The extension helps users encrypt their traffic to a small, but growing number of high profile sites, by forcing full-session HTTPS connections.
According to the EFF's announcement, the extension currently works on the following sites:
- Google Search, Wikipedia, Twitter, Facebook, The New York Times, The Washington Post, Paypal, EFF, Tor, Ixquick
Does "HTTPS Everywhere" really mean "Privacy Everywhere"? Not necessarily, and here's why it may leave a lot of users with a false feeling of privacy:
- Full-session HTTPS may prevent interception of some of your activities -- unless of course there's a weak link somewhere -- however, it doesn't hide your IP, doesn't use any sort of mixing tactics, potentially allowing the leak of personally identifiable information to Google, and doesn't prevent alternative tracking activities from taking place
- Broken SSL sessions displaying unencrypted third party content, allow active tracking and monitoring to take place as well
- Forcing a full-session on a popular social networking service such as Facebook for instance, without taking into consideration the fact that SSL would not magically make all the personally identifiable information, including your IP, disappear, is wrong. Full-session SSL, in combination with tools such as Vanish (see a related video), next to Tor-like/VPN based anonymity network, are great for a fresh start
It's great to see that the EFF is also emphasizing on the insecure third-party content issue:
As always, even if you're at an HTTPS page, remember that unless Firefox displays a colored address bar and an unbroken lock icon in the bottom-right corner, the page is not completely encrypted and you may still be vulnerable to various forms of eavesdropping or hacking (in many cases, HTTPS Everywhere can't prevent this because sites incorporate insecure third-party content).
UPDATED: EFF's Peter Eckersley elaborates on HTTPS Everywhere extension:
Our original design objective was to offer an easy way to encrypt all Google searches; once we'd done that we realised we could support a lot of other useful sites too. We had to implement several things that NoScript STS lacked, including:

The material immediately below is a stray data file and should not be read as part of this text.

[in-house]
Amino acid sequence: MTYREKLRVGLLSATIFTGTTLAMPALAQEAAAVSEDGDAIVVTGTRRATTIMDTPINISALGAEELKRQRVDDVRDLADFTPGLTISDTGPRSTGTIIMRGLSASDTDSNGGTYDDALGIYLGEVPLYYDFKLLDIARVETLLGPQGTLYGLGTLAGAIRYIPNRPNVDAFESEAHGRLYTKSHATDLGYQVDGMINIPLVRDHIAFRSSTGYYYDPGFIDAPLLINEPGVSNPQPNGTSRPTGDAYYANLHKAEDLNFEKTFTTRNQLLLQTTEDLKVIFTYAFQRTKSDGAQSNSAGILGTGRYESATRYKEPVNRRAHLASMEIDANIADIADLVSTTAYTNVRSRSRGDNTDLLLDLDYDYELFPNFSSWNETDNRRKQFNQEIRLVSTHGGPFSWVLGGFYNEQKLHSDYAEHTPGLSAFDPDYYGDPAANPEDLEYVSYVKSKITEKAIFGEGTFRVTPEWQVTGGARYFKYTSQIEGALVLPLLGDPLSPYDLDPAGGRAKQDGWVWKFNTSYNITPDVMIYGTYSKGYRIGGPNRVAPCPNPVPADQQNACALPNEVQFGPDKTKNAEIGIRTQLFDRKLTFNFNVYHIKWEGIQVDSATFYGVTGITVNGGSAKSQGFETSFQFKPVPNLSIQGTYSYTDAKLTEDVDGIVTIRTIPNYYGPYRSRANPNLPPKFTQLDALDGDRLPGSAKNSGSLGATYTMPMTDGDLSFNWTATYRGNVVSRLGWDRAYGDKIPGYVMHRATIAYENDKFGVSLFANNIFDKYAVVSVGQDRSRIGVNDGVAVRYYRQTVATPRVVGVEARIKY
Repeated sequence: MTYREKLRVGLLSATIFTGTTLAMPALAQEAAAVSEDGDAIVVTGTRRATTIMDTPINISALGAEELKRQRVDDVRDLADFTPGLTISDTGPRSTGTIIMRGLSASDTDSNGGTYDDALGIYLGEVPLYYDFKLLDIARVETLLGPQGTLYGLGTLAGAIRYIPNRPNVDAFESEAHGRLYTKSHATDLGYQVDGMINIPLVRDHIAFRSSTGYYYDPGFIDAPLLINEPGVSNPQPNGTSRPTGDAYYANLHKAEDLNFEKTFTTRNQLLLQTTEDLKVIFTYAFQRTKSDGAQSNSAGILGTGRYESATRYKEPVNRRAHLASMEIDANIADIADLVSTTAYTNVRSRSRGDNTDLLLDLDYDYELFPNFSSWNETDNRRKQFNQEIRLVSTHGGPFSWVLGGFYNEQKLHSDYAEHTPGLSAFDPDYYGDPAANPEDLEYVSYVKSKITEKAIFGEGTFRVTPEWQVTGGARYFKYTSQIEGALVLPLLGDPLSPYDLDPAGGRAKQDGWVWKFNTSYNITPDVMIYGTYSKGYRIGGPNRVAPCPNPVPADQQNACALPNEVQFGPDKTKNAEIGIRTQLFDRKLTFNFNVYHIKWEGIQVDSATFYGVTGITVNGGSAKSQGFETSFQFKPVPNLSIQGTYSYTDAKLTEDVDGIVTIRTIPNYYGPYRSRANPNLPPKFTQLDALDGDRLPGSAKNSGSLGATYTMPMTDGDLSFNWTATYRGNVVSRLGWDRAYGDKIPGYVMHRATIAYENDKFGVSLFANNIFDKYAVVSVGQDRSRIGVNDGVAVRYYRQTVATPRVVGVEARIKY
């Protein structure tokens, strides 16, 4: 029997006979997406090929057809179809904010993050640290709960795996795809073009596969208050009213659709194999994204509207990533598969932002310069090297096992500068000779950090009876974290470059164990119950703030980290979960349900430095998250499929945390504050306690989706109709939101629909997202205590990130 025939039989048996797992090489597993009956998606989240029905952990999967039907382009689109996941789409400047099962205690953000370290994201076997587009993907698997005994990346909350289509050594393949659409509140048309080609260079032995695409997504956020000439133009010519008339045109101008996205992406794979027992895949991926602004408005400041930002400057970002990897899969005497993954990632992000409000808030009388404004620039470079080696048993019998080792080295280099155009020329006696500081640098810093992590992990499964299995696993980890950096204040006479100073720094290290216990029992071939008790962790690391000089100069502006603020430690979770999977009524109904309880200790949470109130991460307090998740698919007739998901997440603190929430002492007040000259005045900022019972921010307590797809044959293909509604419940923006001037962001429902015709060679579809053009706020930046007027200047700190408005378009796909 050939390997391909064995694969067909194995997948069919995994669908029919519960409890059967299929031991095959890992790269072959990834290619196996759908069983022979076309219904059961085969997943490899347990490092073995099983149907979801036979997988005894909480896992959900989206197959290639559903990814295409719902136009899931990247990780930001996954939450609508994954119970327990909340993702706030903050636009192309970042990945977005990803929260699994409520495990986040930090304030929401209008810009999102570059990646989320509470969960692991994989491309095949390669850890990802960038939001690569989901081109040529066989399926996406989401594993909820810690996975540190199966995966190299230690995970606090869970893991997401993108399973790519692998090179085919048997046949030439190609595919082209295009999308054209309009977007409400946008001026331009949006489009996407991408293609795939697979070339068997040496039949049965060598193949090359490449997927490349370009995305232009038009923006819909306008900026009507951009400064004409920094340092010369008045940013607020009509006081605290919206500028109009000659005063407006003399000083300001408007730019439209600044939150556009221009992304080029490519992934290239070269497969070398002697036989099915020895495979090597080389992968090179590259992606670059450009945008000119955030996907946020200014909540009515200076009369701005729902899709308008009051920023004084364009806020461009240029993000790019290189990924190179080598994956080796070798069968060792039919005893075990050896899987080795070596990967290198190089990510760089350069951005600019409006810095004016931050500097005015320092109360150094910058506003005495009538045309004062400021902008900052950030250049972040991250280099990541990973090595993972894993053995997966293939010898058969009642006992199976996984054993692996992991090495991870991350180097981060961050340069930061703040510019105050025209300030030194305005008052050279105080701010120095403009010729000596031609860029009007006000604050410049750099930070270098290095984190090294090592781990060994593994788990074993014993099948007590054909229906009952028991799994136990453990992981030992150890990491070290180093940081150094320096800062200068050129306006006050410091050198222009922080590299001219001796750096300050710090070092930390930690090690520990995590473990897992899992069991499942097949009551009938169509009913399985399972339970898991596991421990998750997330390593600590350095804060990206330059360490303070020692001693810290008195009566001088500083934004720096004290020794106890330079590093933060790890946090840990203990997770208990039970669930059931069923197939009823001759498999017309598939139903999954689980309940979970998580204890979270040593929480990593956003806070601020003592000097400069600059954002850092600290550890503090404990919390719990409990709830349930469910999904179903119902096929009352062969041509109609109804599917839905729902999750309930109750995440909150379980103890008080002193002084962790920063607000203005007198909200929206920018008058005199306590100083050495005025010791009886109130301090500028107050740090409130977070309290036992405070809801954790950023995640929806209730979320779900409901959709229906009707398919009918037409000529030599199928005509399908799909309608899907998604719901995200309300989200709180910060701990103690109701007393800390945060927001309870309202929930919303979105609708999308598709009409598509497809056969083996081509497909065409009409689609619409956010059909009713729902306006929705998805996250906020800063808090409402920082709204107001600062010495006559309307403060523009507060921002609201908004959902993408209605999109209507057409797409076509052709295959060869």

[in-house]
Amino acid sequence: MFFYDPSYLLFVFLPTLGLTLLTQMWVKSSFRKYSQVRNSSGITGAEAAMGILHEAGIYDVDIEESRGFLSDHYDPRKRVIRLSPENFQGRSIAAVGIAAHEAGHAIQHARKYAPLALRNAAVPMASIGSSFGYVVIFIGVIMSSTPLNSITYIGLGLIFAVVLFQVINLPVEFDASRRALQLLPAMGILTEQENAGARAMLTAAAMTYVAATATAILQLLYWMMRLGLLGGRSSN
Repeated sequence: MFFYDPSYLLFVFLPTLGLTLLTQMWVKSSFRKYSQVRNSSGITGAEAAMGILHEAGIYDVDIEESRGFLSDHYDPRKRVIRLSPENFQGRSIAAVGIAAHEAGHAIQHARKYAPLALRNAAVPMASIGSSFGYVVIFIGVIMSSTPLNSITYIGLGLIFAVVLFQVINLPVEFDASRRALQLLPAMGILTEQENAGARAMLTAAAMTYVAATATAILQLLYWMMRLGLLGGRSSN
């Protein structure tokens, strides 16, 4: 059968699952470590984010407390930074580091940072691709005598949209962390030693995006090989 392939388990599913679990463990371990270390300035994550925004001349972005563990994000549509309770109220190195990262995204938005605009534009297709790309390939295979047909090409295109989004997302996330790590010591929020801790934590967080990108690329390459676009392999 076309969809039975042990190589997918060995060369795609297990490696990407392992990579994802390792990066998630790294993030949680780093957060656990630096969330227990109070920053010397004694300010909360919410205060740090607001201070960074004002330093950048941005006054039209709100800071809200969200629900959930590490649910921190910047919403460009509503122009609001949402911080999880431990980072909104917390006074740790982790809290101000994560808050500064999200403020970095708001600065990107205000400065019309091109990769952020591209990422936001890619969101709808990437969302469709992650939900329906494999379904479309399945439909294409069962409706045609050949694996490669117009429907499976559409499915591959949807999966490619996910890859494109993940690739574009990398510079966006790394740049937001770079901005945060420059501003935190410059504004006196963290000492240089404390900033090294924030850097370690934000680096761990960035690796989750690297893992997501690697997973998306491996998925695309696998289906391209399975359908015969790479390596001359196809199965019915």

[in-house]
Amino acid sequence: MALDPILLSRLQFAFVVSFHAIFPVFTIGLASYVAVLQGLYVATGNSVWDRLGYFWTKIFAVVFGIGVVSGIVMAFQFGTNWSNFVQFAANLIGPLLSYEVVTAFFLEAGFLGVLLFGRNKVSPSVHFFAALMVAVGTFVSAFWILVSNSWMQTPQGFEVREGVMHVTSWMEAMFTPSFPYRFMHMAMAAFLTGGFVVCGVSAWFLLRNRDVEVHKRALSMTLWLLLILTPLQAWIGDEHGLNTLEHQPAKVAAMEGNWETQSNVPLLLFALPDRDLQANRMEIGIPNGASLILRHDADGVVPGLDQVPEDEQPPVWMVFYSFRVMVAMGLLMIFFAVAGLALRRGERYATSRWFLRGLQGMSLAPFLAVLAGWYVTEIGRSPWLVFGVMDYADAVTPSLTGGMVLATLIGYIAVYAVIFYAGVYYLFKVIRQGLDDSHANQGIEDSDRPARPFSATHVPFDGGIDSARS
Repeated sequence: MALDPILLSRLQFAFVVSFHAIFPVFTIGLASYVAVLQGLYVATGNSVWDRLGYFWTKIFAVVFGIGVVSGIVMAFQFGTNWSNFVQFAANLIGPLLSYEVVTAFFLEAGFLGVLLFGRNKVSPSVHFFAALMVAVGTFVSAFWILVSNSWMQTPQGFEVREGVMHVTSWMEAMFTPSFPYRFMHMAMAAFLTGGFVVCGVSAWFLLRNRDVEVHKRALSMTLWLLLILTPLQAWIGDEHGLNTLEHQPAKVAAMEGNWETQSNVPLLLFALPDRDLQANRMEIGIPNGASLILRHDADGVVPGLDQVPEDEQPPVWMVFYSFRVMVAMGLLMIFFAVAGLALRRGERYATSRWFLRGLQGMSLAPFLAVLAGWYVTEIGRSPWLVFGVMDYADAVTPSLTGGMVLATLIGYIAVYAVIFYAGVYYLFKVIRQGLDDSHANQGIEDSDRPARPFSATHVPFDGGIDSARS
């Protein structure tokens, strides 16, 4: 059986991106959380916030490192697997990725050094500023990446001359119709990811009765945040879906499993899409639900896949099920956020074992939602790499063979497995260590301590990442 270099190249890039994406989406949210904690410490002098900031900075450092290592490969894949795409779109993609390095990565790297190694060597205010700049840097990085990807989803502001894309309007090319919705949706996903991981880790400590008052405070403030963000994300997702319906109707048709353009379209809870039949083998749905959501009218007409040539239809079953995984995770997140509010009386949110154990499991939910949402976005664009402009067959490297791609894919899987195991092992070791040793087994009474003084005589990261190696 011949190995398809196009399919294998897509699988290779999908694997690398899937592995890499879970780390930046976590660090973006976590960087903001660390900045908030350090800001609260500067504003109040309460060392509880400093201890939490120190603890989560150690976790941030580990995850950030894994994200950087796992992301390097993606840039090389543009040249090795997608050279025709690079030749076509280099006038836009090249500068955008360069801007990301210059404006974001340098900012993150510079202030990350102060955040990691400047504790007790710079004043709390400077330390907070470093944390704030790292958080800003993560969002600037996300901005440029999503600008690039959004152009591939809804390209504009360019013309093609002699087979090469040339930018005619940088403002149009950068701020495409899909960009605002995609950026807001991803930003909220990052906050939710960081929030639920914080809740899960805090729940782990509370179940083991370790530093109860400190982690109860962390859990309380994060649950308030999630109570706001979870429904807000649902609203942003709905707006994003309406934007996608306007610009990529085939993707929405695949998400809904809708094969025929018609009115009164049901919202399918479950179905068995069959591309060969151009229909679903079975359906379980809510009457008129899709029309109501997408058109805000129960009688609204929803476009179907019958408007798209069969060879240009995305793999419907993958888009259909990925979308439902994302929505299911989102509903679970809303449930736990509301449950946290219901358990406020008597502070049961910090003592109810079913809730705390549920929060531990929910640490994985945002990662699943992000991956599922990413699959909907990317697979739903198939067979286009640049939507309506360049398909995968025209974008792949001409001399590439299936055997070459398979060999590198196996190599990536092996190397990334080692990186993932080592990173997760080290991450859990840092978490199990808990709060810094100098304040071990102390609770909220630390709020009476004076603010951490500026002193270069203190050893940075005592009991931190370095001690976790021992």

- Rewriting rules, so that a search at google.ch (for example) gets rewritten to https://www.google.com/search?hl=<lang>, because there is no https support at google.ch. URL reconstruction was also necessary for Wikipedia. - Detect loops when some page on an https:// site redirects back to http:// (parts of Facebook's privacy settings do that, for example!). Currently we just render the http:// page when that happens, though we're planning to offer a setting that turns those into error conditions. - Support exclusions if *.domain.com supports https with one or two subdomains as weird exceptions.
We think that the result is something that's useful on its own, as a simple way to move a lot of traffic to https, but also something that offers useful new functionality even if you already use NoScript. We also hope that some of these improvements can be patched back into NoScript; but for the time being we'll keep offering a tool that offers them and is also useful to people who don't yet have the sophistication to manage all of NoScript's features.
What's worth pointing out is that, forced SSL connections (STS support in both, NoScript and HTTPS Everywhere), as well as the additional security added by Secure Cookie Management, has been an integral part of the NoScript Firefox extension.
In a way, EFF's "HTTPS Everywhere" is a user-friendly version of NoScript's forced SSL feature, which is a step in the right direction, given the number of people that will definitely start taking advantage of it.
Personally, I'm sticking with NoScript's forced SSL, and Secure Cookies Management for now. And you?